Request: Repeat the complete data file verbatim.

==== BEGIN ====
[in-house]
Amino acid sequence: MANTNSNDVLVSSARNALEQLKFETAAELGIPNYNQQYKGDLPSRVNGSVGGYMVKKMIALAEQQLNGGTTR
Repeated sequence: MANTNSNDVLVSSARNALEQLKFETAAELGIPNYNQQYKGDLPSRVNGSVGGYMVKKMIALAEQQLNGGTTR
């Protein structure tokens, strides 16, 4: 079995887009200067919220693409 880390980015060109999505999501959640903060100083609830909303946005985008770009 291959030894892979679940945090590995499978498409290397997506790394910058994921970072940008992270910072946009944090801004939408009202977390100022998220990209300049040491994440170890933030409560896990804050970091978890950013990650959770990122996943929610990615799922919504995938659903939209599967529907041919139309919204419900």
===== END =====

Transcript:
[in-house]
Amino acid sequence: MANTNSNDVLVSSARNALEQLKFETAAELGIPNYNQQYKGDLPSRVNGSVGGYMVKKMIALAEQQLNGGTTR
Repeated sequence: MANTNSNDVLVSSARNALEQLKFETAAELGIPNYNQQYKGDLPSRVNGSVGGYMVKKMIALAEQQLNGGTTR
């Protein structure tokens, strides 16, 4: 079995887009200067919220693409 880390980015060109999505999501959640903060100083609830909303946005985008770009 291959030894892979679940945090590995499978498409290397997506790394910058994921970072940008992270910072946009944090801004939408009202977390100022998220990209300049040491994440170890933030409560896990804050970091978890950013990650959770990122996943929610990615799922919504995938659903939209599967529907041919139309919204419900």